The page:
Geeska Afrika Online

Sudan: China working to remove external obstacles facing cooperation

May 15, 2016 (KHARTOUM) – China’s Deputy Minister of Foreign Affairs Zhang Ming Sunday said his country seeks to remove “external obstacles” facing economic and trade cooperation with Sudan.

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Ming told reporters following the 7th meeting of the Sudanese/Chinese political consultations committee in Khartoum that the relationship between the two nations is at its best despite the problems facing the economic and trade cooperation.

The Chinese diplomat underscored that those problems were caused by external factors, saying his country seeks to overcome them.

The visiting Chinese official was alluding to the impact of the economic and trade sanctions imposed by Washington on Sudan since 1997.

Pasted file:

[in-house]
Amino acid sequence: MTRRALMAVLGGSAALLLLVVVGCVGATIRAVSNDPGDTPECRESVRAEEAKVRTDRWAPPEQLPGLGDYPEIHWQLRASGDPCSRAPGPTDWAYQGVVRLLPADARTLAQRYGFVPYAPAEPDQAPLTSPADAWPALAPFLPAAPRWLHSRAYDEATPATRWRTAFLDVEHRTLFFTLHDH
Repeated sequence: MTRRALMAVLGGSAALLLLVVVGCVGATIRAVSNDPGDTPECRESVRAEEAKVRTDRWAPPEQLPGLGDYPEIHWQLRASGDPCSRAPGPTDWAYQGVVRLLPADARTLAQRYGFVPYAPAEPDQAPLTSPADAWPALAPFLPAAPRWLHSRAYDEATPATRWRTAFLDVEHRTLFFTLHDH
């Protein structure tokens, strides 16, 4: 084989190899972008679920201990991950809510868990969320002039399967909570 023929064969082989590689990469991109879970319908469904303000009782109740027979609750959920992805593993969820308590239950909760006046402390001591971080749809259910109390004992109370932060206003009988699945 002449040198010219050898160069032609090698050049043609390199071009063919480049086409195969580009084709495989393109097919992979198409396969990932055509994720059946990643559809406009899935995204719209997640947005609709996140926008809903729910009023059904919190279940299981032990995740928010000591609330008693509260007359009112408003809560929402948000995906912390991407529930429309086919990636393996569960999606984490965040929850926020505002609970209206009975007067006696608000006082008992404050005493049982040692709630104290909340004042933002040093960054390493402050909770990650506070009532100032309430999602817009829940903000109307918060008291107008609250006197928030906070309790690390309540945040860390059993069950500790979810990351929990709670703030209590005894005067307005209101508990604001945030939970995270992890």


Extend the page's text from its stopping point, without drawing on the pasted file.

Ming pointed that the Chinese minister of agriculture and the productive capacity official would visit Sudan in the coming period, demanding Khartoum to make proposals that could be implemented within the framework of the Belt and Road Initiative (BRI).

BRI is a development strategy and framework launched in 2013 by Chinese paramount leader Xi Jinping that focuses on connectivity and cooperation among countries in Asia, Europe and Africa.

The Chinese diplomat stressed that his country would continue to support Sudan in the international forums against the “tendentious allegations and political agendas” which aims to hinder Sudan’s development projects and exports.

He added that the meeting also discusses the situations in Sudan’s neighbouring countries, saying the Sudanese side laid efforts it exerted to restore peace and stability in South Sudan, Libya and the Horn region.

According to Ming, the two sides further discussed ways to unify the visions on the United Nations and the Security Council reform.

For his part, Sudan’s State Minister of Foreign Affairs Kamal Ismail said the two sides agreed to enhance oil, agriculture and industrial cooperation.

China has been Sudan’s largest foreign investor particularly in oil and telecommunications after western firms shunned the East African nation due to conflicts and sanctions.



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